May 012019
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Set it and forget it.

That’s probably the way most of us treat calibration of our large power tools.

When my Delta Unisaw arrived, I spent days setting it up. Got the tables perfectly coplanar, squared the Biesemeyer fence just a hair out of perfect to reduce the risk of kickback, made the rule as accurate as I could, then lubricated every moving part with spray graphite. Since then, except for periodic adjustments to the fence, I don’t think I’ve lifted a finger to adjust anything.

The Delta Unisaw is a beast of a workhorse. Not much need for recalibration, though it never hurts to check one’s alignment.

And, that was 13 years ago.

Band saw? The fence gets squared often because it has to be taken completely off the saw to cut anything without it. You can’t just push it out of the way. The blade gets tensioned and detensioned. I do adjust the guide rollers fairly often, although I don’t understand how they get out of alignment. The drive belt suffered terminal rot last year, also after about 13 years. (I had to get all new tools after Katrina’s flood.)

Drill press? I check the squareness of the table to the drill bit once or twice a year, usually when I’m inspired that a hole has to be perfectly square to a board’s surface.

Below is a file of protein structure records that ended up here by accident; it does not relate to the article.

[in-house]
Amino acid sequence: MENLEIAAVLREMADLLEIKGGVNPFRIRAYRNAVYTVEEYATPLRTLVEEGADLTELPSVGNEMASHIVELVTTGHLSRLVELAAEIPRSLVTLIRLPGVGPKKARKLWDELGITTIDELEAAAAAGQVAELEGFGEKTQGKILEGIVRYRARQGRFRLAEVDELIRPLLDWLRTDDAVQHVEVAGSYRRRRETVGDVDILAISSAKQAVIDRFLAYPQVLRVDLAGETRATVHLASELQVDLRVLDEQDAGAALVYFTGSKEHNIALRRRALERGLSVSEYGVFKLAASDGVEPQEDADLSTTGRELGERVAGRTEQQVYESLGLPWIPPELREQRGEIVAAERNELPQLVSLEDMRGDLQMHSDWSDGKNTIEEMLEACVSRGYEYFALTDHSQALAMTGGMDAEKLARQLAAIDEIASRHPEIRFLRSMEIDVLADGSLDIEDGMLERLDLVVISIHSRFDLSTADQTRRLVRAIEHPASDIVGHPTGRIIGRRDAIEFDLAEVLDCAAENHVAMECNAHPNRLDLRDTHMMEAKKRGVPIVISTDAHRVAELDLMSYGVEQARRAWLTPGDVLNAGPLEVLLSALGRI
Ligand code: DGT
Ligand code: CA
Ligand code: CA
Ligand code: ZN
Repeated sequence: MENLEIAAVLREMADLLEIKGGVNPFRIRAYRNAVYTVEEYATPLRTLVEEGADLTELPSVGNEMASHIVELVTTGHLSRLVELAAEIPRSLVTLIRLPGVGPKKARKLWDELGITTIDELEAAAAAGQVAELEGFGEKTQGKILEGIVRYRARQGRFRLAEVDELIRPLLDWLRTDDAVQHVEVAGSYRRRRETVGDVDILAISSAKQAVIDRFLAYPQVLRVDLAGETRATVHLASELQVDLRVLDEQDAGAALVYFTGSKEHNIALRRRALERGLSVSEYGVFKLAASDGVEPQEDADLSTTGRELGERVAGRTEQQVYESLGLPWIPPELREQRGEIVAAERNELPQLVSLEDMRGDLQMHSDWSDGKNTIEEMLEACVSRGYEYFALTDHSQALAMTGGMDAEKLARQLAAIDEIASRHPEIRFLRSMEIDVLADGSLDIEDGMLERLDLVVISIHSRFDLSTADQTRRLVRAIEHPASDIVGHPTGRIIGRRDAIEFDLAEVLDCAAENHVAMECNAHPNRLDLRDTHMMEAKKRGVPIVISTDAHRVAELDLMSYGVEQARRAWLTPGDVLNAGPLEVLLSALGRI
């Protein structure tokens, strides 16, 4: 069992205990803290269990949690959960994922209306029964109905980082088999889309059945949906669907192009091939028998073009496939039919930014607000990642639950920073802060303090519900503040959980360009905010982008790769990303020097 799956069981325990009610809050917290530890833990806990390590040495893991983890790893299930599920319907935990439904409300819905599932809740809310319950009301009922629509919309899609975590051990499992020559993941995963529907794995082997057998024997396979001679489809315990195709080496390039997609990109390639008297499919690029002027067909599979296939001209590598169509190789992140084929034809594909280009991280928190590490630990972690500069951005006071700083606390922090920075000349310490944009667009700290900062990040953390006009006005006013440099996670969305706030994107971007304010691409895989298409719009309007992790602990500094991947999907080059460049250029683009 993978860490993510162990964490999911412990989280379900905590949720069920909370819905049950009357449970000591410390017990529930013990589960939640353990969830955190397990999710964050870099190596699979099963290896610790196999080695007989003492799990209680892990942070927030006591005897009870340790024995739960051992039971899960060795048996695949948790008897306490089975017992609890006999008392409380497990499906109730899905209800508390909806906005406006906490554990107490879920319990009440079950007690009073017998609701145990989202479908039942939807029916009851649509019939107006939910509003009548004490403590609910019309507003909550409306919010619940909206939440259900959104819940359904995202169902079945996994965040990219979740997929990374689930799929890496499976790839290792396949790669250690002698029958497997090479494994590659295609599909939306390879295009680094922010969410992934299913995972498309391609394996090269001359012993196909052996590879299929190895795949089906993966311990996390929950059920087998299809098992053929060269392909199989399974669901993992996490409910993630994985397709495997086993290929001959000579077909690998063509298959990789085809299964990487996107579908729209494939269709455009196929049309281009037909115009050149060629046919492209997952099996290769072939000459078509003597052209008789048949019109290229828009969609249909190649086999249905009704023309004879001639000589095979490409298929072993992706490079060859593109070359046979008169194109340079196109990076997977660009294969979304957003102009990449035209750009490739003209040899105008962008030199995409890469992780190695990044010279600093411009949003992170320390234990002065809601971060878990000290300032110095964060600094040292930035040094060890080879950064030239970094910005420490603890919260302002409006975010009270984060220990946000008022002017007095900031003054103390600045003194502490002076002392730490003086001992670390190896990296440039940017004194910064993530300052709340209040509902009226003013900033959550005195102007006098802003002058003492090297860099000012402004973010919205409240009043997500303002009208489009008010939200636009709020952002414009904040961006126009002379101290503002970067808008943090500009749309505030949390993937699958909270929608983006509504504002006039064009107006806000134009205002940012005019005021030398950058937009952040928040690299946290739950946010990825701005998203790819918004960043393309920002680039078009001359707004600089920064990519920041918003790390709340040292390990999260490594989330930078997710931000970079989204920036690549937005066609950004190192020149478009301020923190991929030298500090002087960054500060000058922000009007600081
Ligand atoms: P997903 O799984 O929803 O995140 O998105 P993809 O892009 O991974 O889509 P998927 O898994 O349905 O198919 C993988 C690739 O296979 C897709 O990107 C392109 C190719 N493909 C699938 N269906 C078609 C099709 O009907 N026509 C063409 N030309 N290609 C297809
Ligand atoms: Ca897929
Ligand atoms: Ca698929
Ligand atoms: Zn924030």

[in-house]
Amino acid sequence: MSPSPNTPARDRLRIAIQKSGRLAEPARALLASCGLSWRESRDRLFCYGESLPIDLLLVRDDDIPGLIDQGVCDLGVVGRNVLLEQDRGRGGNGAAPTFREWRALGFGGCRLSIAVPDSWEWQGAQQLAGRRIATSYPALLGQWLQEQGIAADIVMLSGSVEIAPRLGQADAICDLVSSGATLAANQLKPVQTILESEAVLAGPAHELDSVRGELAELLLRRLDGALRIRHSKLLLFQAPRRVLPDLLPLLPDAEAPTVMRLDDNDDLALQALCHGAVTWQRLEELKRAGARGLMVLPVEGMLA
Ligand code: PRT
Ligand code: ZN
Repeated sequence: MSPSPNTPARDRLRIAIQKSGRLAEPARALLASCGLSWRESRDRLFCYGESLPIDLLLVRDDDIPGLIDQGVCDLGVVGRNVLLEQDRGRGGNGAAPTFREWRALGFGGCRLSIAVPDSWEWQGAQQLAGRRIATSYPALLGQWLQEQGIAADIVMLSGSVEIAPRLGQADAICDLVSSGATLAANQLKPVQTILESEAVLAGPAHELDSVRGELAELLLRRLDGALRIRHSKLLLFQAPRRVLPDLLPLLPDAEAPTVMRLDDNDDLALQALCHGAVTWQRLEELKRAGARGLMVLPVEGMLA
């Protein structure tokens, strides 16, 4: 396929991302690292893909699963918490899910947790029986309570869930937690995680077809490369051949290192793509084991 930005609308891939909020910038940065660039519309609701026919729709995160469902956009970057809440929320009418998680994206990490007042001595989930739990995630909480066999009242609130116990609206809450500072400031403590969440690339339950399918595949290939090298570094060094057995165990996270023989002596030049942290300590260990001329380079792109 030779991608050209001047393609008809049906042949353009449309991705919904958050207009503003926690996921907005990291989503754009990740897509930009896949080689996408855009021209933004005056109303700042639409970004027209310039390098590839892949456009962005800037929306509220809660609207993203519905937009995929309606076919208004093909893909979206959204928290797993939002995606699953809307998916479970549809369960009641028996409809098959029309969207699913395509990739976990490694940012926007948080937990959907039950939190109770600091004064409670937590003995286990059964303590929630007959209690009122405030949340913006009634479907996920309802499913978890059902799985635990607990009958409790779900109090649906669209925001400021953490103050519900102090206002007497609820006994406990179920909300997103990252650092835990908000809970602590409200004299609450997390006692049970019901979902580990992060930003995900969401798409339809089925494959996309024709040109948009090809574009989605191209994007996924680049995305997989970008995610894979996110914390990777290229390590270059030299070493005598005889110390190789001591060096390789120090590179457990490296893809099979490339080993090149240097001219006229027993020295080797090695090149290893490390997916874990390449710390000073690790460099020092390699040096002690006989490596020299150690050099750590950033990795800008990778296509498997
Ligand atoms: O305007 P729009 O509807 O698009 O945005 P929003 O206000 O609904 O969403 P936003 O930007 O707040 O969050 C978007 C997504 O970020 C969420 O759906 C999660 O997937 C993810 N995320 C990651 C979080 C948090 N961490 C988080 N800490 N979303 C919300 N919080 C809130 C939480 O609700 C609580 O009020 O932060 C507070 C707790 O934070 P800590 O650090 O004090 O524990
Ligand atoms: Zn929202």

I can’t remember the last time I checked any settings on either miter saw, or the radial arm saw. That sucker is built like a deuce-and-a-half truck.

Speaking of beasts … since no 18-wheelers have been in my shop to run over this beast, I don’t worry much about it getting out of alignment.

What about you?

Jim Randolph is a veterinarian in Long Beach, Mississippi. His earlier careers as lawn mower, dairy farmer, automobile mechanic, microwave communications electronics instructor and journeyman carpenter all influence his approach to woodworking. His favorite projects are furniture built for his wife, Brenda, and for their children and grandchildren. His and Brenda’s home, nicknamed Sticks-In-The-Mud, is built on pilings (sticks) near the wetlands (mud) on a bayou off Jourdan River. His shop is in the lower level of their home.Questions and comments on woodworking may be written below in the comments section. Questions about pet care should be directed to his blog on pet care, We regret that, because of high volume, not all inquiries can be answered personally.

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